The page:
"It is really the only medication that has been proven to work for this specific type of epilepsy," he said.
Cossolotto, who is now president of Dravet.org, said what makes Dravet so difficult is that a diagnosis is sometimes only clinical -- meaning even a negative gene test does not rule out the illness.
Roughly 20 percent of patients with the diagnostic criteria of the syndrome test negative for a mutated gene, according to a 2002 report from the Centre for Genetics Education in Australia.
Wirrell is concerned the syndrome is under-diagnosed.
"I think things are getting better, but it is still a diagnosis, that in many cases, we are making too late," she said. "We are making it years after a child has years of uncontrolled seizures before it is really recognized."
Wirrell said roughly 5 percent of children with early onset epilepsy may have the syndrome but there has never been a careful population study.
Advocates put the Dravet population at very high numbers. Medical professionals are hesitant to give an estimate.
Also making the diagnosis difficult: Dravet symptoms vary from patient to patient. Michaela, now 15, has a much less severe case than Jackson. She talks on the phone to her friends and has a Facebook page, her mom said.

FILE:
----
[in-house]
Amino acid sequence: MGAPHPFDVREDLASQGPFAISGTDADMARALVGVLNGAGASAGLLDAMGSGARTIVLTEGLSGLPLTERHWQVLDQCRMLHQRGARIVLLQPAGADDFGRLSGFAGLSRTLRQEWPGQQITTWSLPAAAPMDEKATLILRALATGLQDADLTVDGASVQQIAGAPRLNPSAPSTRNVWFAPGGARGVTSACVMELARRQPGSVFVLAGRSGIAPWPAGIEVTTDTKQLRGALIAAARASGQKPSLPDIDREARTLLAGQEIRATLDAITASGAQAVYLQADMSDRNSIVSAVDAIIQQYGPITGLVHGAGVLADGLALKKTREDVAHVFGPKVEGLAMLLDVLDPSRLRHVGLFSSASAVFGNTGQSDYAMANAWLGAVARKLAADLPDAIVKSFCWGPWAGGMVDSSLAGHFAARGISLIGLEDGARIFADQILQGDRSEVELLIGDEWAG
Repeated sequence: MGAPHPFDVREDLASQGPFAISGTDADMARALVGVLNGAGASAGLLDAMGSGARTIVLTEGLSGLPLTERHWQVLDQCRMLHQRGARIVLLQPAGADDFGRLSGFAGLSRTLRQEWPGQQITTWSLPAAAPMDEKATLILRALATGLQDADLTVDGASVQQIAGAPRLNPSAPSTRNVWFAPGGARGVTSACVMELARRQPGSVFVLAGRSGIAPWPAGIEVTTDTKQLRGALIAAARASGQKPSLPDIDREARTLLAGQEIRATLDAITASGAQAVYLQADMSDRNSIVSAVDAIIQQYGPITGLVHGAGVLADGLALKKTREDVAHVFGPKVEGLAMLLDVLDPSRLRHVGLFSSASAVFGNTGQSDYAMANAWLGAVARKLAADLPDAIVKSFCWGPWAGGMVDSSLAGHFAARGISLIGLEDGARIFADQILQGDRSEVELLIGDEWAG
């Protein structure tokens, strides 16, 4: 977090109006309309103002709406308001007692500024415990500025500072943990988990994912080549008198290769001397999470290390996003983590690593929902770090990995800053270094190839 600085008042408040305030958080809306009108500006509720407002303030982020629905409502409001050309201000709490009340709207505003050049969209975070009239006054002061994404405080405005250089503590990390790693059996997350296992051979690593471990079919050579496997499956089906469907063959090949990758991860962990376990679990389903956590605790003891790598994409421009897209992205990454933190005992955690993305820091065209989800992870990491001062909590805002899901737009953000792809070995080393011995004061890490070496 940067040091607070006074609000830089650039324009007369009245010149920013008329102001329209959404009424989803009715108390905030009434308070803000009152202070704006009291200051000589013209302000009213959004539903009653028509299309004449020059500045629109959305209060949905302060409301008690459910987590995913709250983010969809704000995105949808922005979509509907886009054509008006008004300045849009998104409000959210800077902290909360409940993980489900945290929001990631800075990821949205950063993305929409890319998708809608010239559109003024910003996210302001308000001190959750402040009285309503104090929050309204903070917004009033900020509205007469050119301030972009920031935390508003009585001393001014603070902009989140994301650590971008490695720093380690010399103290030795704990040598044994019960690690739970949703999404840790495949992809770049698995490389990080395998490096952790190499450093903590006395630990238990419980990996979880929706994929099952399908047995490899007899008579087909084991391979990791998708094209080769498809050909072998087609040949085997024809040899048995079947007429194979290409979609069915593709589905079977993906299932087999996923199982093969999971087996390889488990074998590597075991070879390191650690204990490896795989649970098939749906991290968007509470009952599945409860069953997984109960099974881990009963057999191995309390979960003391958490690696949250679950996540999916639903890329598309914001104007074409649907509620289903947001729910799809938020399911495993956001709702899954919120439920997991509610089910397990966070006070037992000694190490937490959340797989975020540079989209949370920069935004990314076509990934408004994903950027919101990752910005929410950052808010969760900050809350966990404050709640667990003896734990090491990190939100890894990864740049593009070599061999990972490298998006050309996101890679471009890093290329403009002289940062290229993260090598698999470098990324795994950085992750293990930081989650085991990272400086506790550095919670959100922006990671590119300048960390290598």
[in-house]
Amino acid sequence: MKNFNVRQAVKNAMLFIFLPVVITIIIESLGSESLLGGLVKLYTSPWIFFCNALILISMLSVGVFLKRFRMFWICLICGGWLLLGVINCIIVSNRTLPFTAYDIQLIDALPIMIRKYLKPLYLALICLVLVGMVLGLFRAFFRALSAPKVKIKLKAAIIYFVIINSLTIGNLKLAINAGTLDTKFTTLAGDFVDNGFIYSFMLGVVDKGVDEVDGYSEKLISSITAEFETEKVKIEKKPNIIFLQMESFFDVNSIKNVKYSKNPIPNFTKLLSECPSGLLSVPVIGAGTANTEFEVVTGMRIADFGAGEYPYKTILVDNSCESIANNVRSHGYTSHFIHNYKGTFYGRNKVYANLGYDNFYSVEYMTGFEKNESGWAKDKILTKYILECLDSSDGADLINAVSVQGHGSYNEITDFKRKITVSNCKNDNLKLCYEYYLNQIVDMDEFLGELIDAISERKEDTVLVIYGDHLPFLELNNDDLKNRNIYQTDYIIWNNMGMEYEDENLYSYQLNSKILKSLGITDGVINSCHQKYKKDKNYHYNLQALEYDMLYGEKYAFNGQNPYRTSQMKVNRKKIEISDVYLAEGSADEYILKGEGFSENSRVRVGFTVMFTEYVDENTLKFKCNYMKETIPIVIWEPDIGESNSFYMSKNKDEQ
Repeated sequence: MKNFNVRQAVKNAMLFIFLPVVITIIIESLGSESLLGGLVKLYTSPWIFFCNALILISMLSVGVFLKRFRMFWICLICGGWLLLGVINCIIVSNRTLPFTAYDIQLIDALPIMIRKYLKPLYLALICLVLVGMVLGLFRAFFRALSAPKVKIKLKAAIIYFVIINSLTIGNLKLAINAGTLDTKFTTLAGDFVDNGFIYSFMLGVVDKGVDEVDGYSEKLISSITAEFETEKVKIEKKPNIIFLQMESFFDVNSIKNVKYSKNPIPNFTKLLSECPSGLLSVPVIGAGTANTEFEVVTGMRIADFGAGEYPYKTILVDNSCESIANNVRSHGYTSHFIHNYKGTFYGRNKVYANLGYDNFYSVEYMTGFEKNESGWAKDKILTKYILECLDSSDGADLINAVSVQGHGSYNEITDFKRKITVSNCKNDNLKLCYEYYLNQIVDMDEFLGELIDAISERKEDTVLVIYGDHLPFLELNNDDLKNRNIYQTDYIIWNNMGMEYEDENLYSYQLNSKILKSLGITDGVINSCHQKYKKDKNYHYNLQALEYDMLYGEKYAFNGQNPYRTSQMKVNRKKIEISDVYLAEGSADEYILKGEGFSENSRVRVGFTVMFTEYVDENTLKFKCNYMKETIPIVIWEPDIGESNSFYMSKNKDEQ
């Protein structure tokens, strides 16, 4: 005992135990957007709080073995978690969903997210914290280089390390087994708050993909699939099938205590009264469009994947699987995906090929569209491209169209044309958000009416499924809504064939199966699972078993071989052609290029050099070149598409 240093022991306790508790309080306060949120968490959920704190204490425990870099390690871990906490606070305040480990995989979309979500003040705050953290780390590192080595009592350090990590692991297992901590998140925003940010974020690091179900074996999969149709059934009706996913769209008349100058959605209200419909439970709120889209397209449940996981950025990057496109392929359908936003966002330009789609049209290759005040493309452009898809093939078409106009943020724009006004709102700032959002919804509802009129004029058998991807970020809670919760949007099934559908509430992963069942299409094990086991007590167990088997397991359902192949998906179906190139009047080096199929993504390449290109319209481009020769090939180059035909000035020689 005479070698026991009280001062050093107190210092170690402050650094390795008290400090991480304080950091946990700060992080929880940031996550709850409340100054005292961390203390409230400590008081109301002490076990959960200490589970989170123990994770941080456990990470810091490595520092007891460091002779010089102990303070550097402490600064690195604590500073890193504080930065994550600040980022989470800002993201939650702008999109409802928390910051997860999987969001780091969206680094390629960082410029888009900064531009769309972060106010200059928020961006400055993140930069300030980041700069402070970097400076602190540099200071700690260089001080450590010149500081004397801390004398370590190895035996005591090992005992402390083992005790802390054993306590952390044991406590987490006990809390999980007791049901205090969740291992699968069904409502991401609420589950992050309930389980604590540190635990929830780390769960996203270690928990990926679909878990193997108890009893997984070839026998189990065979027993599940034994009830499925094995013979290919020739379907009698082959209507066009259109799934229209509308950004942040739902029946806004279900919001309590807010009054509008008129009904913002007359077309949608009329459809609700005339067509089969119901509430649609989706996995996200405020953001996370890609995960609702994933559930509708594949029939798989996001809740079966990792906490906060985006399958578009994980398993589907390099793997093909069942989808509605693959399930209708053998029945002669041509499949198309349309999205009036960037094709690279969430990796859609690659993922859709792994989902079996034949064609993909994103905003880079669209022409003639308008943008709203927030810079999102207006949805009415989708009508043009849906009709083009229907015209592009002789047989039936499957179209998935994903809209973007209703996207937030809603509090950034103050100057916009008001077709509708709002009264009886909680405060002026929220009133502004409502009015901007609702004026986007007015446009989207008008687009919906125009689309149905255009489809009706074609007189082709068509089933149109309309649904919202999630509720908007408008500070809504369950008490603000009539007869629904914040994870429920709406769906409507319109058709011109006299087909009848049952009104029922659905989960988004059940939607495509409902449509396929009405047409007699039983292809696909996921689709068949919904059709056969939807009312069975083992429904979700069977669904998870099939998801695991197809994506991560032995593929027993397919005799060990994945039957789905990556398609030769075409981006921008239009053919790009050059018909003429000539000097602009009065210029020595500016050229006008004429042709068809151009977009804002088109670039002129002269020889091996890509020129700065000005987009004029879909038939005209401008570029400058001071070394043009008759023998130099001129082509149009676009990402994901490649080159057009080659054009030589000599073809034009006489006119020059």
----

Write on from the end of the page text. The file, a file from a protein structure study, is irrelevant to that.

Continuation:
Jackson's home life
"What is important is my son is doing better on this drug," Jennie Stormes said.
Two weeks ago, the Stormes had a surprisingly normal Friday night.
Sidney Stormes brushed her hair in a mirror before a friend's sweet-16 party, Jennie Stormes prepared a meal, and Jackson enjoyed one of of his favorite drinks, decaffeinated coffee.
"He just likes whatever he sees other people drinking," Sidney Stormes said as she motioned for Jackson to give her a high five.
For fun, Jackson engages stares underneath the kitchen table, watches "Barney & Friends" and wears a Michigan Wolverines football helmet given to him by a nurse.
A faux Christmas tree and a television lit the Stormes' living room while Jackson, wearing a Spider-Man sweater, seemed fascinated by a photographer's camera.
Although it was the kind of evening most families take for granted, the normalcy of the situation has been a major life change for the family.
Jackson started having seizures at 4 months old.
Yet, considering doctors said Jackson would never walk or talk, Jennie Stormes is grateful.
"It's Jack!" Jackson said, smiling at his mom.
"It's mom!" they said in unison, before Jackson swung his head back down to stare at an iPad playing an episode of "Barney."
"He's a big ham," his mother said.